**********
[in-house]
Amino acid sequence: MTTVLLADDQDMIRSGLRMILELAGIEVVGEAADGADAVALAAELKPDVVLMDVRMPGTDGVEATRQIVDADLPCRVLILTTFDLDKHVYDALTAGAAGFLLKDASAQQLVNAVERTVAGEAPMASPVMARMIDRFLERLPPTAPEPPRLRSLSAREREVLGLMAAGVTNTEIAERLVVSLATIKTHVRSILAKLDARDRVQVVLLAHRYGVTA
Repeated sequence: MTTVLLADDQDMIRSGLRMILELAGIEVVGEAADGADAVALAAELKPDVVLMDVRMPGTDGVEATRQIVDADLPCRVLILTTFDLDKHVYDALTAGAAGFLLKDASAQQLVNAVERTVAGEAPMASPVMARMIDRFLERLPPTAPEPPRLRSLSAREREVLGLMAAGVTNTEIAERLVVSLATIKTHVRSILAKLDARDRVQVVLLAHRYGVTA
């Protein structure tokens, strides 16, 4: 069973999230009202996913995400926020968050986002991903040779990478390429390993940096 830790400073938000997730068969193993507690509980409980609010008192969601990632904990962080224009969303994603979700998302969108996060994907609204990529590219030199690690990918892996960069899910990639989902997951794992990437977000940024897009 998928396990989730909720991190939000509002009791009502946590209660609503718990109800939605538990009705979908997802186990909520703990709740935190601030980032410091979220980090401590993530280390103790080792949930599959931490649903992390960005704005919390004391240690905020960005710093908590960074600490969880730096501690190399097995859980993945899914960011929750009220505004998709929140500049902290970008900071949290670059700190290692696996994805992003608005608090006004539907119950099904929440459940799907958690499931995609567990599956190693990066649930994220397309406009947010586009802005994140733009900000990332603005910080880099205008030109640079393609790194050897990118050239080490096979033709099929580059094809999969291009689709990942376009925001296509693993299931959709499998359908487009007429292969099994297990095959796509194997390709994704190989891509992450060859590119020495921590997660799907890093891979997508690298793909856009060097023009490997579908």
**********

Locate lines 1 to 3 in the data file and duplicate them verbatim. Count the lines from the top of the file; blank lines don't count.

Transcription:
[in-house]
Amino acid sequence: MTTVLLADDQDMIRSGLRMILELAGIEVVGEAADGADAVALAAELKPDVVLMDVRMPGTDGVEATRQIVDADLPCRVLILTTFDLDKHVYDALTAGAAGFLLKDASAQQLVNAVERTVAGEAPMASPVMARMIDRFLERLPPTAPEPPRLRSLSAREREVLGLMAAGVTNTEIAERLVVSLATIKTHVRSILAKLDARDRVQVVLLAHRYGVTA
Repeated sequence: MTTVLLADDQDMIRSGLRMILELAGIEVVGEAADGADAVALAAELKPDVVLMDVRMPGTDGVEATRQIVDADLPCRVLILTTFDLDKHVYDALTAGAAGFLLKDASAQQLVNAVERTVAGEAPMASPVMARMIDRFLERLPPTAPEPPRLRSLSAREREVLGLMAAGVTNTEIAERLVVSLATIKTHVRSILAKLDARDRVQVVLLAHRYGVTA